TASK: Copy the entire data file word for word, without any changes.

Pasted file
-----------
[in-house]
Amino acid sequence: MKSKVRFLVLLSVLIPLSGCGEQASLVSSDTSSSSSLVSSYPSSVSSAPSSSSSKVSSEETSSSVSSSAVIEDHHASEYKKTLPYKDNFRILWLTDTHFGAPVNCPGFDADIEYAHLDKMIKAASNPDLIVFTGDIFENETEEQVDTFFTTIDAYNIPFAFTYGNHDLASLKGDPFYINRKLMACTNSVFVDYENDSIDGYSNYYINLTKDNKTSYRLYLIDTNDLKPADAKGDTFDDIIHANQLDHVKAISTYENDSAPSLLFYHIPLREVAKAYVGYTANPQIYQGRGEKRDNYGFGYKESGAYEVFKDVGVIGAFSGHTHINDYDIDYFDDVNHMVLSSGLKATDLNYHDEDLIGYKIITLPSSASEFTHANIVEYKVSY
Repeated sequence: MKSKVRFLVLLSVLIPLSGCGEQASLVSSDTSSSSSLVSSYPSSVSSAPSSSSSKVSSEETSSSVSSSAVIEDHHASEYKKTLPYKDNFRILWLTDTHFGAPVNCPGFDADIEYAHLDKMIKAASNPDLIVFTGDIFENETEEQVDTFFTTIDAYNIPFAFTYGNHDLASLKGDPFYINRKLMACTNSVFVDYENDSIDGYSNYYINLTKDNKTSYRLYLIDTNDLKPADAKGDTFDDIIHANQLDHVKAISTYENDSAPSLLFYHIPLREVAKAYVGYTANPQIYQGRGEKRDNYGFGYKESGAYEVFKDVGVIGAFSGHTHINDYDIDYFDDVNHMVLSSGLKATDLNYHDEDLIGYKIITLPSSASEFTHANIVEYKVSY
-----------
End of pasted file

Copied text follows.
[in-house]
Amino acid sequence: MKSKVRFLVLLSVLIPLSGCGEQASLVSSDTSSSSSLVSSYPSSVSSAPSSSSSKVSSEETSSSVSSSAVIEDHHASEYKKTLPYKDNFRILWLTDTHFGAPVNCPGFDADIEYAHLDKMIKAASNPDLIVFTGDIFENETEEQVDTFFTTIDAYNIPFAFTYGNHDLASLKGDPFYINRKLMACTNSVFVDYENDSIDGYSNYYINLTKDNKTSYRLYLIDTNDLKPADAKGDTFDDIIHANQLDHVKAISTYENDSAPSLLFYHIPLREVAKAYVGYTANPQIYQGRGEKRDNYGFGYKESGAYEVFKDVGVIGAFSGHTHINDYDIDYFDDVNHMVLSSGLKATDLNYHDEDLIGYKIITLPSSASEFTHANIVEYKVSY
Repeated sequence: MKSKVRFLVLLSVLIPLSGCGEQASLVSSDTSSSSSLVSSYPSSVSSAPSSSSSKVSSEETSSSVSSSAVIEDHHASEYKKTLPYKDNFRILWLTDTHFGAPVNCPGFDADIEYAHLDKMIKAASNPDLIVFTGDIFENETEEQVDTFFTTIDAYNIPFAFTYGNHDLASLKGDPFYINRKLMACTNSVFVDYENDSIDGYSNYYINLTKDNKTSYRLYLIDTNDLKPADAKGDTFDDIIHANQLDHVKAISTYENDSAPSLLFYHIPLREVAKAYVGYTANPQIYQGRGEKRDNYGFGYKESGAYEVFKDVGVIGAFSGHTHINDYDIDYFDDVNHMVLSSGLKATDLNYHDEDLIGYKIITLPSSASEFTHANIVEYKVSY